Defense Secretary Chuck Hagel, who announced the move in a speech to the Anti-Defamation League in New York, said the V-22 “will greatly enhance the range and effectiveness of Israeli special forces.” He said the Israeli shipment would be part “of the next order to go on the assembly line.”
The first planes are likely to be delivered in two years and will be modified “to meet the specific requirements” of the Israel Defense Forces, a senior U.S. Defense official said. He agreed to discuss the deal only if he was not identified by name.
The U.S. has long pledged to keep Israel’s military stronger than any combination of its regional rivals, a U.S. policy referred to as giving Israel a “qualified military edge.”
Though the planes will not be delivered for several years, the U.S. official said, the V-22 “will help the IDF better deal with threats emanating not only from Iran, but also stemming from the civil war in Syria” and “maritime challenges.”
Since entering service in 2007, the V-22 has been used by the Marines and the U.S. Air Force in Iraq, Afghanistan and Libya, and senior Marine officers said the plane has proved itself as one of the safest in its inventory, despite concerns during its development about its reliability.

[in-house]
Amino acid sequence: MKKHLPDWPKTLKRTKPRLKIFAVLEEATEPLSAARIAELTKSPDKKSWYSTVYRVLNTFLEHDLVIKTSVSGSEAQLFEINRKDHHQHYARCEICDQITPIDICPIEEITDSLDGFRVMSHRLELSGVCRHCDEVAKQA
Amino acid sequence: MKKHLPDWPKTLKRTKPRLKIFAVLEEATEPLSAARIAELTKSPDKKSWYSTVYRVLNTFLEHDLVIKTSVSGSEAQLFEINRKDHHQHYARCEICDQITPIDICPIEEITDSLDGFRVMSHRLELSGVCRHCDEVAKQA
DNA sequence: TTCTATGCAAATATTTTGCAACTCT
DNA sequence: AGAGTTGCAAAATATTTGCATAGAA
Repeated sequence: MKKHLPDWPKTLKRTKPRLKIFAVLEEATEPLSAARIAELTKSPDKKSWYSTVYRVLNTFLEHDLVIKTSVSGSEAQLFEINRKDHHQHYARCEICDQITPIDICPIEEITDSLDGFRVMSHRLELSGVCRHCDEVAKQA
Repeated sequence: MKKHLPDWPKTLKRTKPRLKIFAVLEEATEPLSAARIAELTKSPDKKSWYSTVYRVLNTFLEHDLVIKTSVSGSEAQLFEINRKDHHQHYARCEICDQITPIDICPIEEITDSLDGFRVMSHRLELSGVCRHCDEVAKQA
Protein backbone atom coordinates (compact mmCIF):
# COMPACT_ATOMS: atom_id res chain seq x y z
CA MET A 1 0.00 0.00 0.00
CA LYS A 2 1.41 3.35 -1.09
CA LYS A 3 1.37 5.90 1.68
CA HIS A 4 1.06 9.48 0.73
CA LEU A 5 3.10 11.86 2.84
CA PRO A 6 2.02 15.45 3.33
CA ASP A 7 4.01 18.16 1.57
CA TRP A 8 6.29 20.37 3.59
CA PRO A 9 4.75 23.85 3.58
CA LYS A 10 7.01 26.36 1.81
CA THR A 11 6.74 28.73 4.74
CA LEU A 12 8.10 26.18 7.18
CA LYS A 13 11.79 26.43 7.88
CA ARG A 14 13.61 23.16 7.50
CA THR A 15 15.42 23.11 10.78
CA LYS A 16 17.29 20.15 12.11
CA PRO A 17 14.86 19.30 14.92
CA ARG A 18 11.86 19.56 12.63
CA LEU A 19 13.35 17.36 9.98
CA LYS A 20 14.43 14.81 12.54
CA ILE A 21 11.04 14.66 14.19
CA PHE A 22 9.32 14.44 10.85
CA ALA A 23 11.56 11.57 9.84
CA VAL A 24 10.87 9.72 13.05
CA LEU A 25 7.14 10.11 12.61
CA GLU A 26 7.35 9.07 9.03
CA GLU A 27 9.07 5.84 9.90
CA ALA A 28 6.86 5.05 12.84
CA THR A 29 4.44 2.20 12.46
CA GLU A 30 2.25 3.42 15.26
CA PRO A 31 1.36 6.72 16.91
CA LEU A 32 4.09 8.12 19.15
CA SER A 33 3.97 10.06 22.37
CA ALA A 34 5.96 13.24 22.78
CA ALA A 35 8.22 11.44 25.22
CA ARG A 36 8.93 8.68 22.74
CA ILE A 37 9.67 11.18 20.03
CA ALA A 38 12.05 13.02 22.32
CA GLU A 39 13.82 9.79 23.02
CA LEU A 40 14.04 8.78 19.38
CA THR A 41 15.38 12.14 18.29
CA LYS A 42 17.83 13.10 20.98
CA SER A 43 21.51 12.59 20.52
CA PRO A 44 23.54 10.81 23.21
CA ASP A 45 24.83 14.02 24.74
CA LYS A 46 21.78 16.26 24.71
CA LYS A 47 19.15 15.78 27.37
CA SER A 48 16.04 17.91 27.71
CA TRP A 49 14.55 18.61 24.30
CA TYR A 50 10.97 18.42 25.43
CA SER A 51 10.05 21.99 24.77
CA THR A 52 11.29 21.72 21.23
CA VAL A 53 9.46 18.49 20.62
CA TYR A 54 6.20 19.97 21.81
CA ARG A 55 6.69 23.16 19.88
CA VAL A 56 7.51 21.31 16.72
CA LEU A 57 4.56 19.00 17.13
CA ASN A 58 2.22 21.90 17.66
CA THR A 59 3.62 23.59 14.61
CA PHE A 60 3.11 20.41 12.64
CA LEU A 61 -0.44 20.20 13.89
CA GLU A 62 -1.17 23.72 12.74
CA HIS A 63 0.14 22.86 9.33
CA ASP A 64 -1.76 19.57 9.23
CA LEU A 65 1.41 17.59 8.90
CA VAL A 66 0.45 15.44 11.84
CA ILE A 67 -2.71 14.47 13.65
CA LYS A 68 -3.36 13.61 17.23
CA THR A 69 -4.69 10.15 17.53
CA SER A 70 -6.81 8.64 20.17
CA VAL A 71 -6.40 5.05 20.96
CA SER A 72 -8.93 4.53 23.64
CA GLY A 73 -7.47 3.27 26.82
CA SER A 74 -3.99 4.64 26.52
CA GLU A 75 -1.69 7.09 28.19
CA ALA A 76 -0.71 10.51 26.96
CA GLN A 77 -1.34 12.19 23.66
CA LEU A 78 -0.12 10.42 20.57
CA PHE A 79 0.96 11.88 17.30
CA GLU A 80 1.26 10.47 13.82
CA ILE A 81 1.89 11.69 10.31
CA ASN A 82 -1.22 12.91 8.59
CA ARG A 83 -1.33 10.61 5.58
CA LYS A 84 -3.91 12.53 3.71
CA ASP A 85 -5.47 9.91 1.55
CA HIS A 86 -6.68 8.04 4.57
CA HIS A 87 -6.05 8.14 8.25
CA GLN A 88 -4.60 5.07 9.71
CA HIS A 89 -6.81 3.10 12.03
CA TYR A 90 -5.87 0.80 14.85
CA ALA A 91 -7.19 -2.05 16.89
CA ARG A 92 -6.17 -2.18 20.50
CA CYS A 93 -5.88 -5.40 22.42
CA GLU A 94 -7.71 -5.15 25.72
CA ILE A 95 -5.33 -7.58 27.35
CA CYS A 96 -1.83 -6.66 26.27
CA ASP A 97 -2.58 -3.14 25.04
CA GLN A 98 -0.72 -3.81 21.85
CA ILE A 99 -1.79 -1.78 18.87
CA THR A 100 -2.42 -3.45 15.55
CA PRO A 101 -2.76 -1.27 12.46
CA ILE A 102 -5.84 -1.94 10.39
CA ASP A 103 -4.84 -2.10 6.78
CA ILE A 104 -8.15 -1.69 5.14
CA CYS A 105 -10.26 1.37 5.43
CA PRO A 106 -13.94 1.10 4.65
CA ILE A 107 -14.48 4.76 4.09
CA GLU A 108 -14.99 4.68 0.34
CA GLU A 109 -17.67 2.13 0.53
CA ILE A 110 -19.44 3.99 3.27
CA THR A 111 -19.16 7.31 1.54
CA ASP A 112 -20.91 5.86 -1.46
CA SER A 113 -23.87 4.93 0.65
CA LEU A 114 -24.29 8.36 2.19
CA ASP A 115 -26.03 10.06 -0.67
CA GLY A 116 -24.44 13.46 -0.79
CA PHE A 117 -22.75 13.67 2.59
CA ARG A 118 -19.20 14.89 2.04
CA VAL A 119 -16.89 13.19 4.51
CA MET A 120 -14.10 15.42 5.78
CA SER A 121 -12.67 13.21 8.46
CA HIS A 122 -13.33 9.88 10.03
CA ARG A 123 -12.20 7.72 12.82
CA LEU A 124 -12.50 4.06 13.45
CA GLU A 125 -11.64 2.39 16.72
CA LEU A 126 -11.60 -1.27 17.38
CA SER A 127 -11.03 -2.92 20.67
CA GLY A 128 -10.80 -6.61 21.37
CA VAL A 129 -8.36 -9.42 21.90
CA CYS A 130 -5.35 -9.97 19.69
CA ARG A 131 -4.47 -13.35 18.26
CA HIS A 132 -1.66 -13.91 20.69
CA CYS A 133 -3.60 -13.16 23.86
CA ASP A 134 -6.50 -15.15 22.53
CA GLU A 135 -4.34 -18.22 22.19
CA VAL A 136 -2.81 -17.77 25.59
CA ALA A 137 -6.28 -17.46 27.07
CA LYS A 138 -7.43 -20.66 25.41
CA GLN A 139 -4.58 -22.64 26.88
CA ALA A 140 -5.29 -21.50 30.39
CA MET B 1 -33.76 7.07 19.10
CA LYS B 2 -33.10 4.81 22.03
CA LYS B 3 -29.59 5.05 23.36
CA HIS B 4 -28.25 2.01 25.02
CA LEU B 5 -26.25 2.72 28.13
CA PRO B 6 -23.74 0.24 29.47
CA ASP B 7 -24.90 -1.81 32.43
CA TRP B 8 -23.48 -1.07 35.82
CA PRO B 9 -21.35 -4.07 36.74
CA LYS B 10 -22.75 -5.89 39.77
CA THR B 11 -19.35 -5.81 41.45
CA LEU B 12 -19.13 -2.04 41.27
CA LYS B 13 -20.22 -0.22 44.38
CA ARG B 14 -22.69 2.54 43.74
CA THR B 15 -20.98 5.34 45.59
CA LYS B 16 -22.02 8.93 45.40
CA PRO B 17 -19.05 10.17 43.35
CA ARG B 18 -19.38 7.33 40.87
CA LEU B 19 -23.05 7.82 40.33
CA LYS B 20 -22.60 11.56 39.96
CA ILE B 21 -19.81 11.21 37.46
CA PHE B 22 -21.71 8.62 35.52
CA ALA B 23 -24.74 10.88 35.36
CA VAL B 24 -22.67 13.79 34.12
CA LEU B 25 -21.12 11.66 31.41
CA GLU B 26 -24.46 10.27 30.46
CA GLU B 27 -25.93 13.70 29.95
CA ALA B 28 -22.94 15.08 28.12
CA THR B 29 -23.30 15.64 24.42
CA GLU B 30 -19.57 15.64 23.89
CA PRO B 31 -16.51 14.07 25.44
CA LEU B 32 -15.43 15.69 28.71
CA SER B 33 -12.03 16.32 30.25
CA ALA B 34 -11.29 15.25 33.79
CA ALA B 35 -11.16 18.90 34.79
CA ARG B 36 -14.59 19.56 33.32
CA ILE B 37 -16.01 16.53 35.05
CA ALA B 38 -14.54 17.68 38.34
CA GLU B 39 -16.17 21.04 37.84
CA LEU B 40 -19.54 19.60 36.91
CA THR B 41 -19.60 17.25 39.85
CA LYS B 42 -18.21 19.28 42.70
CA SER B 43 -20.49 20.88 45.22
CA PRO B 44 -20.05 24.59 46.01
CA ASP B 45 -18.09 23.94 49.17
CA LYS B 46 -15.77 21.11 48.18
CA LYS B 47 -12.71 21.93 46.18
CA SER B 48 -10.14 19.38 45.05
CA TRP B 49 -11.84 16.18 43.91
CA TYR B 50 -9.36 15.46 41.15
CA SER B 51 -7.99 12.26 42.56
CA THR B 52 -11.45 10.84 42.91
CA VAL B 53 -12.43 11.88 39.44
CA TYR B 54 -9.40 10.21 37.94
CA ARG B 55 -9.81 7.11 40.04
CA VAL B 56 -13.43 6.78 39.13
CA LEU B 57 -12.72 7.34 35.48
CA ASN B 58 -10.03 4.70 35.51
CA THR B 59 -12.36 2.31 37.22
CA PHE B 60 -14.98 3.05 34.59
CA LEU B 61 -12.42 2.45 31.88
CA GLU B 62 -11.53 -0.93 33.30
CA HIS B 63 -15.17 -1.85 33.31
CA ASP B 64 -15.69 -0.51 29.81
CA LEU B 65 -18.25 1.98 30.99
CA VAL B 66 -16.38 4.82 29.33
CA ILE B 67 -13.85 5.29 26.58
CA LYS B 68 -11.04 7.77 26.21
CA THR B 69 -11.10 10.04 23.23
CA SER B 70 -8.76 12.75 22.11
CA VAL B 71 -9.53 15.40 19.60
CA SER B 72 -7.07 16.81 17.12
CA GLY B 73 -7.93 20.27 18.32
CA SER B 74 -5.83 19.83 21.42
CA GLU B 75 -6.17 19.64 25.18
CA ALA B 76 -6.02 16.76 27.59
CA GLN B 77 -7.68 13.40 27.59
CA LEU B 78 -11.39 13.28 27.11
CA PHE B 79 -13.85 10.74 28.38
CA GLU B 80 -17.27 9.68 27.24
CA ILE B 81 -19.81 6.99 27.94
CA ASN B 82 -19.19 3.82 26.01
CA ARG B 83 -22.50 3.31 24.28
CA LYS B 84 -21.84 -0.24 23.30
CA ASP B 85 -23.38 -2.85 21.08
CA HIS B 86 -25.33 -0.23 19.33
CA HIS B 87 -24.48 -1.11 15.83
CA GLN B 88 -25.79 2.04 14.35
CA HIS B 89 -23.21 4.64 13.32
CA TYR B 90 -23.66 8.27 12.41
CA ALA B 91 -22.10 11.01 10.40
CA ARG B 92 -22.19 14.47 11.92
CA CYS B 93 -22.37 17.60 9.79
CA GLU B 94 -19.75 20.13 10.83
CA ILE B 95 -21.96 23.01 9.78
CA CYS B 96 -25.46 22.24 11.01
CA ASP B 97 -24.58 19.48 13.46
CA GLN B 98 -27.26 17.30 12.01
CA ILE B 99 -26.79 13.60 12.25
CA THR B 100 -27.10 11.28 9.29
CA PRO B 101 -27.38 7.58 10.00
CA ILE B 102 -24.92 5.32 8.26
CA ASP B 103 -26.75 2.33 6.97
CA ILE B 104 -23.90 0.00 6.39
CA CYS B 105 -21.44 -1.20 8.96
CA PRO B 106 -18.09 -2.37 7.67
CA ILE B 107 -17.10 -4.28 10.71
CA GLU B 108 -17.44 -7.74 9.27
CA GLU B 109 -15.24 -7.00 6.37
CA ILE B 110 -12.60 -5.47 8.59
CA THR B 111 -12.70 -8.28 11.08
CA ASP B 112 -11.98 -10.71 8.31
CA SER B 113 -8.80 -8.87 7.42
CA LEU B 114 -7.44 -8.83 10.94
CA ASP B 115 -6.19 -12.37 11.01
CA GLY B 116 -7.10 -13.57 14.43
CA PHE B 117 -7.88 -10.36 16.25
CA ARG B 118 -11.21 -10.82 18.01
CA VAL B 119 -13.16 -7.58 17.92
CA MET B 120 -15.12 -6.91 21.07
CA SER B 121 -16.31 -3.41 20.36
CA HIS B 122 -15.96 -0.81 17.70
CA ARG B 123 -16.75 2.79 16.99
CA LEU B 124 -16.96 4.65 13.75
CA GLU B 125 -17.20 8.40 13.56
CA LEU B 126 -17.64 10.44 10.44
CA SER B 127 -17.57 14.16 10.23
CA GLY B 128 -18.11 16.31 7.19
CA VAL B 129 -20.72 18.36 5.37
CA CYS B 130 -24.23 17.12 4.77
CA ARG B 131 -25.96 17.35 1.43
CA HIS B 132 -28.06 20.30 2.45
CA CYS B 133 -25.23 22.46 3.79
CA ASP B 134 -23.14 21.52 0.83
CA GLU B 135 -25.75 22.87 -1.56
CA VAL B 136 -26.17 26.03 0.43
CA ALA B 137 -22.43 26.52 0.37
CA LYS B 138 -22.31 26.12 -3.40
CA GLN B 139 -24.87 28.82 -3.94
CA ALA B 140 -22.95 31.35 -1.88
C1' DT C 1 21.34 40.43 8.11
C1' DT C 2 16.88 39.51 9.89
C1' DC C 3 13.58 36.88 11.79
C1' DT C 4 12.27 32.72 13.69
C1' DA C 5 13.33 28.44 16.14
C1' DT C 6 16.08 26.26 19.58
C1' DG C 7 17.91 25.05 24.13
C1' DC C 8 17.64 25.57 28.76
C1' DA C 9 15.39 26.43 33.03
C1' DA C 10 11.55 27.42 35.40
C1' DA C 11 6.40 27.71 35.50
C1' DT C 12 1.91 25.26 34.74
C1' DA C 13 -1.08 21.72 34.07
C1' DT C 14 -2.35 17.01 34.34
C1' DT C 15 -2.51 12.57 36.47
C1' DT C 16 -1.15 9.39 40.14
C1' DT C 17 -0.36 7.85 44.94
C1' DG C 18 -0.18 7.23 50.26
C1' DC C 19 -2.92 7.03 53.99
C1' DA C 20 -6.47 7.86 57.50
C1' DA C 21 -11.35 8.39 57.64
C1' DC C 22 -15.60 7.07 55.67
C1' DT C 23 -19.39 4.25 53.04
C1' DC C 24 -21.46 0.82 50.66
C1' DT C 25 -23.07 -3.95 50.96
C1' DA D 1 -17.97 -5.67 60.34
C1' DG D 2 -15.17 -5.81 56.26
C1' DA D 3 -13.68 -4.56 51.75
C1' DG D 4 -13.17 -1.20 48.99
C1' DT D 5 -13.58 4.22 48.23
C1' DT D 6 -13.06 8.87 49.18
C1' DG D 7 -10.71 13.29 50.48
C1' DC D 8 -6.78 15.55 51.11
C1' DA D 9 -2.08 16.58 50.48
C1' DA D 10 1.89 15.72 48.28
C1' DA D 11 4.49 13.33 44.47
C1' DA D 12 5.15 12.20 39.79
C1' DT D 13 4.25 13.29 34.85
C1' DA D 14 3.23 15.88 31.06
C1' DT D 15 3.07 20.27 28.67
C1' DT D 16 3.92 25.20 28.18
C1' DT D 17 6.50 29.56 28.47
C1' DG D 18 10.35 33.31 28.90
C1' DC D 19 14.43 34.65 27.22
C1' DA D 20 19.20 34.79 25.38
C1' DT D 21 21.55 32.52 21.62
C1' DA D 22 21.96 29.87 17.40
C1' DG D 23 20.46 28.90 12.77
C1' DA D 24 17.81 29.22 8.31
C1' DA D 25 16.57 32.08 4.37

For the Marines, the plane is a replacement for the CH-46 helicopter, which is used primarily to transport Marines ashore from ships.
Hagel also announced in the speech that he was ordering the head of the National Guard “to take immediate action” to ensure that same-sex spouses” of military personnel in the National Guard are able to register for full benefits and receive identification cards giving them access to military bases, in keeping with a Pentagon policy that went into effect in September.
Despite the new policy, National Guard commanders in nine states that do not permit same-sex marriage — Texas, Indiana, Georgia, Florida, Mississippi, Louisiana, Oklahoma, South Carolina and West Virginia — have refused to register same-sex spouses at National Guard installations and issue them identification cards, citing a “potential conflict” between state law and the Pentagon policy.
They required same-sex spouses to travel to federal military installations to register for benefits.
“Not only does this violate the states’ obligations under federal law, their actions have created hardship and inequality by forcing couples to travel long distances to federal military bases to obtain the ID cards they’re entitled to,” Hagel said.
He said the chief of the National Guard Bureau, Gen. Frank Grass, would meet with the nine National Guard commanders, who will be “expected to comply with both lawful direction and (Defense Department) policy.”
Hagel “is prepared to take further action should the states not come into compliance,” the senior Defense official said, noting that 114 Army and Air National Guard sites are not providing cards to eligible same-sex spouses.
Chad Griffin, the head of the Human Rights Campaign, a group that advocates on behalf of gays and lesbians, said, “Guard members and their families serve this country every day, and it is unacceptable that any state would make it unreasonably difficult for these heroes to access the benefits they are entitled to under federal law.”
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